commandeer

verb
com·​man·​deer | \ ˌkä-mən-ˈdir How to pronounce commandeer (audio) \
commandeered; commandeering; commandeers

Definition of commandeer

transitive verb

1a : to compel to perform military service Civilians were commandeered by the army and forced to fight.
b : to seize for military purposes The soldiers commandeered civilian vehicles to help transport the injured.
2 : to take arbitrary or forcible possession of The city commandeered 60 acres of the property by eminent domain for a new high school.

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Synonyms for commandeer

Synonyms

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Did You Know?

Military forces have always had the power to commandeer houses. The Declaration of Independence complains about the way the British soldiers have done it, and the third Amendment to the Constitution states that the commandeering of people's houses shall be done only in a way prescribed by law. Almost anything—food, supplies, livestock, etc.—can be militarily commandeered when the need arises. But you don't have to be in the military for someone to "pull rank" on you: Your father may commandeer the car just when you were about to take it out for the evening, your teacher may commandeer your cell phone as you're texting in the middle of class, or your older sister may commandeer the TV remote to watch some lousy dancing competition.

Examples of commandeer in a Sentence

The soldiers commandeered civilian vehicles to help transport the injured. an airliner commandeered by terrorists
Recent Examples on the Web The Wednesday report said the deal for Reid to commandeer the 7 p.m. time slot, which has been occupied by a rotation of guests since March, is not finalized and could falter if the two sides cannot reach an agreement. Mike Brest, Washington Examiner, "MSNBC leaning toward tapping Joy Reid to fill vacancy left by Chris Matthews," 25 June 2020 And that’s an interesting dynamic to have police just sort of trying to commandeer buses to become paddy wagons. The Atlantic, "Listen: How Limiting Protests Will Spread the Virus," 4 June 2020 Hall died after pulling a 9-year-old child out of the line of fire as Lotches was trying to commandeer a car. oregonlive, "Who’s on Oregon’s death row: 27 men; 2 others held elsewhere," 15 May 2020 Even with the government commandeering the nation’s mask supply, authorities made high-profile seizures north of Paris last month, including 32,500 masks from a warehouse in Saint-Ouen and an additional 28,800 masks from a store in Aubervilliers. Fox News, "French police seize 140,000 coronavirus face masks intended for black market, reports say," 28 Apr. 2020 The Korean War-era law allows the president to commandeer national industries to produce vital goods during an emergency. Matt Ford, The New Republic, "Drag Trump Over the Coals," 7 Apr. 2020 If we got overrun with cases about my only option would be to commandeer some of the motels next to the hospital. Bruce Selcraig, ExpressNews.com, "In San Antonio’s suburban counties, coronavirus fight is improvised and personal," 31 Mar. 2020 Longmate records that the shortage was severe enough to be raised as a question in the House of Commons, and for out-of-date office files to be commandeered as a substitute. Anastasia Edel, The New York Review of Books, "Pandemic Journal, March 17–22," 22 Mar. 2020 The hackers then commandeered the camera and speakerphone, sometimes taunting children in their bedrooms with ominous music. NBC News, "Logins of WHO, Gates Foundation employees circulate on fringes of the internet," 22 Apr. 2020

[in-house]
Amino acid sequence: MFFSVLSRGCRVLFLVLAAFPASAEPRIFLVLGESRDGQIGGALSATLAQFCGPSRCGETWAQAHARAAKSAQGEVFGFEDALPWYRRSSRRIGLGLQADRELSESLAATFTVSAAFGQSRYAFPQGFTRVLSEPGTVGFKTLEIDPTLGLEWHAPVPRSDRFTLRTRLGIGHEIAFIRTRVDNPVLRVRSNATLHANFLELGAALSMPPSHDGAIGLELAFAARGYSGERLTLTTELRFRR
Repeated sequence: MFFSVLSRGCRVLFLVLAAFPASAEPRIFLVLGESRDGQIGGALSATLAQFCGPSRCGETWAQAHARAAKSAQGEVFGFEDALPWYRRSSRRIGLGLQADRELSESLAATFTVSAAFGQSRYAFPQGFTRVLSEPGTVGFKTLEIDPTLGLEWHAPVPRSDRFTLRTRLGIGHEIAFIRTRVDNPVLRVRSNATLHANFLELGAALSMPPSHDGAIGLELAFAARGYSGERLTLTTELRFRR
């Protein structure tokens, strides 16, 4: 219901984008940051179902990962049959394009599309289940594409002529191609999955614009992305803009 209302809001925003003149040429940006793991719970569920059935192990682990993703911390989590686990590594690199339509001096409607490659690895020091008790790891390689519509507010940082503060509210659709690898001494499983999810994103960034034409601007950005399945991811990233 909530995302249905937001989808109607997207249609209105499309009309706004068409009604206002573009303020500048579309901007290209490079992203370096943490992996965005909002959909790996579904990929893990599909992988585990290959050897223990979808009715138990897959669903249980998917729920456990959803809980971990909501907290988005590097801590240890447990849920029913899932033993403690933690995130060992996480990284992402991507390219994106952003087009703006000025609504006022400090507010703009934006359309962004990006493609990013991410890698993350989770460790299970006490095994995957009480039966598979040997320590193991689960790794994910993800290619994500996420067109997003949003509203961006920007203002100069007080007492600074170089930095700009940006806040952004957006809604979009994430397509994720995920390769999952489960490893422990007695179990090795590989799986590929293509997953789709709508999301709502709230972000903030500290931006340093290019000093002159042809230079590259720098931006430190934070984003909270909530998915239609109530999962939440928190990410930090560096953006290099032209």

These example sentences are selected automatically from various online news sources to reflect current usage of the word 'commandeer.' Views expressed in the examples do not represent the opinion of Merriam-Webster or its editors. Send us feedback.

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First Known Use of commandeer

1881, in the meaning defined at sense 1a

History and Etymology for commandeer

Afrikaans kommandeer, from French commander to command, from Old French comander

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Time Traveler for commandeer

Time Traveler

The first known use of commandeer was in 1881

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Statistics for commandeer

Last Updated

30 Jun 2020

Cite this Entry

“Commandeer.” Merriam-Webster.com Dictionary, Merriam-Webster, https://www.merriam-webster.com/dictionary/commandeer. Accessed 13 Jul. 2020.

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More Definitions for commandeer

commandeer

verb
How to pronounce commandeer (audio)

English Language Learners Definition of commandeer

formal : to take (something, such as a vehicle or building) by force especially for military purposes

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More from Merriam-Webster on commandeer

Thesaurus: All synonyms and antonyms for commandeer

Rhyming Dictionary: Words that rhyme with commandeer

Spanish Central: Translation of commandeer

Nglish: Translation of commandeer for Spanish Speakers

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